Ultimate Callout Challenge Champ

Congratulations to Ken Bruner and his Capital Diesel Performance team for taking home the 5-foot tall 1st place trophy at the Ultimate Callout Challenge this past weekend. The Santa Rosa, California-based mechanical engineer took home the coveted award by collecting the most points at the 3-day multi-discipline event.

The Cummins 6.7L-powered RAM pulled the sled 317.81 feet, more than a foot farther than the closest competitor. The extra distance was accomplished by making the rear suspension has rigid as possible along with a squirt of nitrous or two.

Ken’s bigger wins came with the dyno pull and 1/8-mile drag race. His Freedom Racing Engine put down a whopping 2,832 horsepower, second only to Chris Patterson’s 3,000 horsepower run. The bright orange RAM hit the number thanks to copious amounts of nitrous ramped delivered at various boost levels beginning at 3,200 RPM. Massive 6AN lines fed the Mega Jets, nearly the size of garden hose nozzles. At peak horsepower (4,200 RPM) nitrous was cut off to save the engine.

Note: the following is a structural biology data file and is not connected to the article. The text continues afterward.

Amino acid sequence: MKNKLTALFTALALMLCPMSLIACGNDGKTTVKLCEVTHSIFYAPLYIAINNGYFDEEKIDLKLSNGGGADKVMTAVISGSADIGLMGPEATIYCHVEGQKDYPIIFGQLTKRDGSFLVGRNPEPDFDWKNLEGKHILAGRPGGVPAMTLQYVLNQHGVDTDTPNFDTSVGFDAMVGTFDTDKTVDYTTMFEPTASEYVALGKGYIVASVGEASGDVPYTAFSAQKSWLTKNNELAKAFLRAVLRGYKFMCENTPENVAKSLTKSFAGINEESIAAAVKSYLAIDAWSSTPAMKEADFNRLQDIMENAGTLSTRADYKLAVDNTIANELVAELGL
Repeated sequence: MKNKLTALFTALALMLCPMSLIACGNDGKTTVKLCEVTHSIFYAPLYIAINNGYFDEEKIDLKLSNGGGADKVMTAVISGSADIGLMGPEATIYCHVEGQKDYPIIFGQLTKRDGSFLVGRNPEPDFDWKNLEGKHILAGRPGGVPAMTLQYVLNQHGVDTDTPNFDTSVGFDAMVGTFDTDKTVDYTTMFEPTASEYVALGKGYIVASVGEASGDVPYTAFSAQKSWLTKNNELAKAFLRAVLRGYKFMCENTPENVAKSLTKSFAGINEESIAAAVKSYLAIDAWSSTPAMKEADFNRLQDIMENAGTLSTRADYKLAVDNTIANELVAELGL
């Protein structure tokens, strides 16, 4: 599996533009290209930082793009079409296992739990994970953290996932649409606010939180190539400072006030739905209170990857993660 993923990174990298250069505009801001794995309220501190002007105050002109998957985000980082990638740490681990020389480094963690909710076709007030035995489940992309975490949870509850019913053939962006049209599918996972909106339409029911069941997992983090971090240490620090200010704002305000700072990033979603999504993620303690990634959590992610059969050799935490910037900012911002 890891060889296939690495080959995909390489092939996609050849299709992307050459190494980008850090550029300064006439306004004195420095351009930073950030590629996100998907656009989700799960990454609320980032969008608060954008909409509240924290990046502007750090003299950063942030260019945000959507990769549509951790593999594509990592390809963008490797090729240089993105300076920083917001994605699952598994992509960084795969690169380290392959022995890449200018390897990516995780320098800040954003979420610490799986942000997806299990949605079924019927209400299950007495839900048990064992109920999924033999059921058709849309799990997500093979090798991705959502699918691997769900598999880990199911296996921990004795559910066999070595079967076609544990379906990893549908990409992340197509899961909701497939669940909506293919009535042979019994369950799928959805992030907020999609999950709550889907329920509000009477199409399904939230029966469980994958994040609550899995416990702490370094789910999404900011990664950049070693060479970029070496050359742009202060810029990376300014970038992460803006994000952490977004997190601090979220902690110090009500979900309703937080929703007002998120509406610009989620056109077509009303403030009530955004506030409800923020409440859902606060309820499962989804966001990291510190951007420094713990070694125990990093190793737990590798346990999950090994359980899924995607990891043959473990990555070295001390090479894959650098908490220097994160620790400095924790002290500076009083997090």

As if 2,832 horsepower wasn’t impressive enough, Ken sped down the Brownsburg, Indiana, 1/8th mile track in a lightning-quick 5.29 seconds, beating YouTube star Greg Alberalla by 0.23 seconds. Again, nitrous was Ken’s best friend. Well, that and his 5-point safety harness, Hans device and parachute. “Although we didn’t inject as much nitrous as we did on the dyno, says Ken, “it’s still enough to make you feel like you’re attached to a rocket!” 

But of all the electronics packed into the cockpit, it was the two Banks iDash DataMonsters that helped Ken improve between each run. “Prior to the iDashes,” recalls Ken, “I had a cell phone taped by my roll cage as a data logger. I look back and laugh. That seems so silly now. I love going back to the pits after each run and reviewing the data. Sometimes we play it back right on the iDash and other times we export the data to datalogviewer.com and graph it. We kept a really close eye on the pressure ratios between the compound turbos. I really don’t know how we got by without the iDashes,” Ken says with a chuckle.